Tactics Breakdown: UCAM Murcia v Unicaja Semi-Final

BELGRADE (Serbia) - The second Friday Semi-Final of the Final Four in Belgrade set a new level when it came to physicality.

If the first Semi-Final between the victorious Lenovo Tenerife and Peristeri bwin was all about offensive firepower, this one was the mirror image, and both coaches spoke in the post-game press conference about defensive muscle being decisive. 

Tactics Breakdown: UCAM Murcia v Unicaja Semi-Final

"I felt we dominated 75 percent of the game." - Sito Alonso

In the end, Unicaja showed everyone why they are currently in first place in the Spanish Liga Endesa standings and also most people's pre-event favorites to claim the beautiful BCL trophy here in Serbia.

They ran out 80-74 winners in the second Semi-Final over UCAM Murcia but in truth that wasn't the most likely outcome for the majority of the game. 

"I felt we dominated 75 percent of the game but not because we were winning during this time but because we played much better," said Alonso.

"In the first 20 minutes, they shot just six 3-point shots and they scored 11 of 19 in the second 20 minutes."

The first 20 minutes were indeed all about Murcia's defense dictating the game. They were using intense pressure on the ball, aggressive pick-and-roll coverages and, at the same time, inviting Unicaja's point guards to become shooters instead of playmakers.

In the first clip below we see a great example of the kind of scheme that was working for them. Watching the clip you can't help but notice the trap on the ball when Nihad Dedovic receives a handoff from David Kravish.

But, pay closer attention to Murcia's #10 Troy Caupain. He completely leaves his man, Alberto Diaz, to cover Kravish, allowing Diaz all the space in the world to put up a shot. Not only did Murcia limit the number of 3-point shots that Unicaja took, they also dictated who they wanted to take them.

The two clips below show the physicality on the defensive end that was causing issues for Unicaja head coach Ibon Navarro's team.

In the first, we see Murcia's #35 Simon Birgander in a very deep drop position when Unicaja's Kendrick Perry uses the ball screen. Perry drove the ball and the Swedish big man was right there to contest a tough shot.

In the second clip, we see the pressure on Perry specifically, both on and off the ball. Jonah Radebaugh for Murcia is defending him up the floor and then fights tooth and nail to prevent him from getting the ball back from a handoff.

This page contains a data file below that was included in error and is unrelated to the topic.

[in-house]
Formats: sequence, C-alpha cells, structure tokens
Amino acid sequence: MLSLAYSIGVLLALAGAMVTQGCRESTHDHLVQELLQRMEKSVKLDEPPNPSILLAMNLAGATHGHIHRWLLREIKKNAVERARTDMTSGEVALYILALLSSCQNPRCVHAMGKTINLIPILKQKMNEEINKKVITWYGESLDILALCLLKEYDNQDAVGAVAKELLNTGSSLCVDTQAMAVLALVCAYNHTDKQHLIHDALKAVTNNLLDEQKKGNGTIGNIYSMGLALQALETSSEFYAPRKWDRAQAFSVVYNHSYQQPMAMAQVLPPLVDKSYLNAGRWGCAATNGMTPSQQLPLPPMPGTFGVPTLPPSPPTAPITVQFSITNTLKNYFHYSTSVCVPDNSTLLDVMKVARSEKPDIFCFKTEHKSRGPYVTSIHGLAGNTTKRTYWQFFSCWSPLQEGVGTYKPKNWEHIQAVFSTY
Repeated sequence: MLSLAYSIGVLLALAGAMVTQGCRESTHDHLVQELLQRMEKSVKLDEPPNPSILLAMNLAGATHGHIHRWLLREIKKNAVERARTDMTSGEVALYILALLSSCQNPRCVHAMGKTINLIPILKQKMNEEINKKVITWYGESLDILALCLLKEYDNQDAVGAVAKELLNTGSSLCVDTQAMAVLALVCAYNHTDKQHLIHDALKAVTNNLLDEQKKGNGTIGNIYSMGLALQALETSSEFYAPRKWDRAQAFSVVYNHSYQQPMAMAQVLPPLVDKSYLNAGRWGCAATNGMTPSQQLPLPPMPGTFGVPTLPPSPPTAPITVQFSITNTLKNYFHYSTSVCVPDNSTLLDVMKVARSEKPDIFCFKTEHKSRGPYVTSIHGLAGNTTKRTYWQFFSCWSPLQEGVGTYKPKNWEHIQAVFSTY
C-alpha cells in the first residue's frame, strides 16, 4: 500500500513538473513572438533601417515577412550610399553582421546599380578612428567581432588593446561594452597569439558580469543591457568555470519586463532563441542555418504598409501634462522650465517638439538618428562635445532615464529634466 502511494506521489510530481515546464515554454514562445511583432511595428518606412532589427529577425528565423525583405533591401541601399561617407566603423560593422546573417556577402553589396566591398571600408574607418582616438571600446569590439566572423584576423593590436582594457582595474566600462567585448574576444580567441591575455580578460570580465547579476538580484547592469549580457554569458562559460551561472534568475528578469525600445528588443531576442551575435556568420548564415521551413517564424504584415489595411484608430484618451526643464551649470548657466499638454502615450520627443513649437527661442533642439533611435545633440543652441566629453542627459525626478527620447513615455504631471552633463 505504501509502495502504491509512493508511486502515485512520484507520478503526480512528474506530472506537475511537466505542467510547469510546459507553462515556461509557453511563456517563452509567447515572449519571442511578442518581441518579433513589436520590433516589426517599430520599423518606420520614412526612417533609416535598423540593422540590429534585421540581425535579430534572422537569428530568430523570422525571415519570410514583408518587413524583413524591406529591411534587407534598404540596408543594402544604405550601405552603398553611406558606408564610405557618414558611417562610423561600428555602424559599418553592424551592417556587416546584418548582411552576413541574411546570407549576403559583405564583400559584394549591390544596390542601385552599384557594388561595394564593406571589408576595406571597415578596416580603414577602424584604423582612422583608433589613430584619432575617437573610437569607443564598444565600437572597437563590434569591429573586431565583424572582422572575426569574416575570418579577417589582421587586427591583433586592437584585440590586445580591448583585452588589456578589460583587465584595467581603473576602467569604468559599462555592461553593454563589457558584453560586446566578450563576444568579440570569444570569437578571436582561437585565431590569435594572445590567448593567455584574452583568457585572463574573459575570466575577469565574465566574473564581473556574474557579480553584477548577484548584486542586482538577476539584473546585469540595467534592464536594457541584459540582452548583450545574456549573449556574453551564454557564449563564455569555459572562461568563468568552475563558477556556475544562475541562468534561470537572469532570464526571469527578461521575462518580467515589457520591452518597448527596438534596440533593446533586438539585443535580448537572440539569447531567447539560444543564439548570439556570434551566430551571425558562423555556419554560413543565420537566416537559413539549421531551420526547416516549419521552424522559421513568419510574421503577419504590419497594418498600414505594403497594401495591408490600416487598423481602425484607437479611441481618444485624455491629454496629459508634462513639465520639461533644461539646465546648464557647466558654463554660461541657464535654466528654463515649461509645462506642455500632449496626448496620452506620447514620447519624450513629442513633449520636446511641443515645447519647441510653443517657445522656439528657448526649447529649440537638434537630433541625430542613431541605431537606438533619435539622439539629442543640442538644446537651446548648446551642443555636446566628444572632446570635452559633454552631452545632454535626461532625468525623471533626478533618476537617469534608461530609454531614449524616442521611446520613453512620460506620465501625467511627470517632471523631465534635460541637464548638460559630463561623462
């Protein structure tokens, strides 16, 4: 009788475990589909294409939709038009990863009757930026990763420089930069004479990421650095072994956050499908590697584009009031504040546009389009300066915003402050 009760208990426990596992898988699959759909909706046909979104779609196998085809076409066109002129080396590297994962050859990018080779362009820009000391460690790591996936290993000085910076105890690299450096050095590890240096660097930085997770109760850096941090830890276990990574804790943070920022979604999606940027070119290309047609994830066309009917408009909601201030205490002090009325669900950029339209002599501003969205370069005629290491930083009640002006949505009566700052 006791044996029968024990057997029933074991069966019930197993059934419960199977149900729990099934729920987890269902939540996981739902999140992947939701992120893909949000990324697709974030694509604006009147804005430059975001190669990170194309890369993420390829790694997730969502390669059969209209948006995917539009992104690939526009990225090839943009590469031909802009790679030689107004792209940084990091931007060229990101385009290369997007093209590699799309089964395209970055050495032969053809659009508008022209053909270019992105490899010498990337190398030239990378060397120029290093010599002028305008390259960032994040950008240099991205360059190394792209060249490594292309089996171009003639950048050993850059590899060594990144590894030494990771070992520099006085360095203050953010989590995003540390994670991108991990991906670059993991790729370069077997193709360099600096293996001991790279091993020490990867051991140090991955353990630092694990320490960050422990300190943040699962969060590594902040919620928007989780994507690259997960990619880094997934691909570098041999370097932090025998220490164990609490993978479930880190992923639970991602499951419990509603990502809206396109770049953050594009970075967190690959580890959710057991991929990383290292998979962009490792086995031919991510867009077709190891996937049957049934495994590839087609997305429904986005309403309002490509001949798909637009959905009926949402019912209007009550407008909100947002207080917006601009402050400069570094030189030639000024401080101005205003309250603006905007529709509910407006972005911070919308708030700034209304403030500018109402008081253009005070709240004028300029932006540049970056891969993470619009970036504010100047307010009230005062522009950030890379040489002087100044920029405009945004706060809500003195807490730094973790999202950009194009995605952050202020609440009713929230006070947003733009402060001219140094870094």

Eventually, Perry did get the ball back and found Dylan Osetkowski in the post, where the latter made a tough shot, but we can see how hard Unicaja had to work for every point on the board.

It was no surprise that Murcia led the game 40-33 at halftime.

As Alonso suggested, the second half was a very different story and credit has to go to Navarro and this Unicaja team for their adaptation.

Of course, it helps when you have depth in your roster and you can go to an option like Tyler Kalinoski running off-ball screening actions instead of allowing Murcia to continue dominating with pressure on the ball.

Another thing that helps is having one of the very best defenders in Europe, like Alberto Diaz, on your team.

Navarro credited Diaz for upping the pressure on the ball and matching Murcia's intensity. The  clip below is exactly what Diaz is all about.

With any other player on the floor, a rebound that's headed to Murcia would've been the start of a new offensive possession for them, but Diaz  threw himself on the floor to get the ball and completely turned it around, into an easy score for Unicaja.

This is what defensive playmaking looks like:

These kinds of plays can galvanize an entire team and connect all 12 players with the game.

And that's exactly what happened. The subsequent possessions saw Perry hit a shot against the same deep drop coverage that had caused him a problem in the first half.

Next thing you know Osetkowski hit a corner 3-ball when Murcia were helping off him deep into the paint. That late in the game, these were scheme-breaking shots.

With Murcia's defensive schemes no longer presenting unsolvable problems for Unicaja, Alonso was forced into a last-ditch adjustment.

He went to a 3-2 zone defense. And it worked. Murcia pulled the deficit back to just a single point.

The eternal challenge of a zone defense, however, is that you risk leaving shooters open ,and Unicaja have shooters.

In this case,  Kalinsoki and Carter nailed huge shots against the zone to kill the game.

Up next for Unicaja is a very familiar foe, in Lenovo Tenerife. Would you call it a rivalry? It's a rivalry.

They faced each other at the turn of the year in the Spanish Copa del Rey, with the Canarian side coming up trumps.

They will meet again in the Final in Belgrade on Sunday. You don't want to miss this. 


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